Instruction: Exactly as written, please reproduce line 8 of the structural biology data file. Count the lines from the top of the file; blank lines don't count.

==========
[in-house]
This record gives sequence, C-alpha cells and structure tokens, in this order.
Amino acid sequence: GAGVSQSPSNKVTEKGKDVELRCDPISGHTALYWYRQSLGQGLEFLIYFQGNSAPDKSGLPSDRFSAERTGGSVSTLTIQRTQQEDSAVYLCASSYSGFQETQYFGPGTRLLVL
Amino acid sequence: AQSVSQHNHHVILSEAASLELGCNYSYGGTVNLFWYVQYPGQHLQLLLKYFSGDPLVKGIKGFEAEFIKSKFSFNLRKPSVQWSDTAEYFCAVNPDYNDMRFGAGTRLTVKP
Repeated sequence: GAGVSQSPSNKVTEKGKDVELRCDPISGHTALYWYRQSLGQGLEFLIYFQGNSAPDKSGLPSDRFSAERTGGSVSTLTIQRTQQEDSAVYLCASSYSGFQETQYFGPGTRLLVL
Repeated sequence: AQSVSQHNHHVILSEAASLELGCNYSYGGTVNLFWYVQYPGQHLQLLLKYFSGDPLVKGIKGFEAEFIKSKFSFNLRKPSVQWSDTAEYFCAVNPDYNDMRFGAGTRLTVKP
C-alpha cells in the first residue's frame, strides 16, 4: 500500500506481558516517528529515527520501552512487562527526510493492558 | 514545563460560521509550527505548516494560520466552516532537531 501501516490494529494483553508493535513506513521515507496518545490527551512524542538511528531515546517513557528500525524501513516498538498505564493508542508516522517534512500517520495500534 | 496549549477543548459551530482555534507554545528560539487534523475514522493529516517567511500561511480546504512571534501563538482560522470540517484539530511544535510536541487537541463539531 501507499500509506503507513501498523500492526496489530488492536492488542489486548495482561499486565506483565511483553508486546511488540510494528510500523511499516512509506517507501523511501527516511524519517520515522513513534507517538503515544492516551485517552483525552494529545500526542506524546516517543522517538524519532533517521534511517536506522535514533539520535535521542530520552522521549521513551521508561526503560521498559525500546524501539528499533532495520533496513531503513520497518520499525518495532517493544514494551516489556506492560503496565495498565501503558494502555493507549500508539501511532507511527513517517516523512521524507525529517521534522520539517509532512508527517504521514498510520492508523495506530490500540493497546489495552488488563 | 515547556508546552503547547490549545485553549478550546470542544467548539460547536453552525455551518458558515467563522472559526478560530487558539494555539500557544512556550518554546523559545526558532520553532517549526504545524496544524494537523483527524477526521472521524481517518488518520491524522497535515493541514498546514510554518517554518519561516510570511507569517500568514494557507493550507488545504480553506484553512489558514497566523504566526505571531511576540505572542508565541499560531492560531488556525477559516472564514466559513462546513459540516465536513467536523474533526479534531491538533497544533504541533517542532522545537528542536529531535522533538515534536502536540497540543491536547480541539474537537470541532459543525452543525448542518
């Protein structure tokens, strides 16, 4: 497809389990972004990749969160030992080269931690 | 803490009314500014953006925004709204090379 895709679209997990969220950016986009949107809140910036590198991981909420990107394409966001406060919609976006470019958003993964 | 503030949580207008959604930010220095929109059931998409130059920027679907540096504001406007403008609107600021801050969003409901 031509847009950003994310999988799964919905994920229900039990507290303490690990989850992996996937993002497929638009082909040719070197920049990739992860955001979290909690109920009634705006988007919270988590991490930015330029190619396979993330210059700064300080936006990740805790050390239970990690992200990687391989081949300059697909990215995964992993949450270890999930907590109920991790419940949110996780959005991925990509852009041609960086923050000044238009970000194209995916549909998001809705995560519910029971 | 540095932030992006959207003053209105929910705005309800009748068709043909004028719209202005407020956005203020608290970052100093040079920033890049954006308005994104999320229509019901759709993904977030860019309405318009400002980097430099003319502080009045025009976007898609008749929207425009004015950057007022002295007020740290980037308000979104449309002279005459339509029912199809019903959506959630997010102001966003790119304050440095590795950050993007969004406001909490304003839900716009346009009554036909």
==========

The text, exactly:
């Protein structure tokens, strides 16, 4: 497809389990972004990749969160030992080269931690 | 803490009314500014953006925004709204090379 895709679209997990969220950016986009949107809140910036590198991981909420990107394409966001406060919609976006470019958003993964 | 503030949580207008959604930010220095929109059931998409130059920027679907540096504001406007403008609107600021801050969003409901 031509847009950003994310999988799964919905994920229900039990507290303490690990989850992996996937993002497929638009082909040719070197920049990739992860955001979290909690109920009634705006988007919270988590991490930015330029190619396979993330210059700064300080936006990740805790050390239970990690992200990687391989081949300059697909990215995964992993949450270890999930907590109920991790419940949110996780959005991925990509852009041609960086923050000044238009970000194209995916549909998001809705995560519910029971 | 540095932030992006959207003053209105929910705005309800009748068709043909004028719209202005407020956005203020608290970052100093040079920033890049954006308005994104999320229509019901759709993904977030860019309405318009400002980097430099003319502080009045025009976007898609008749929207425009004015950057007022002295007020740290980037308000979104449309002279005459339509029912199809019903959506959630997010102001966003790119304050440095590795950050993007969004406001909490304003839900716009346009009554036909």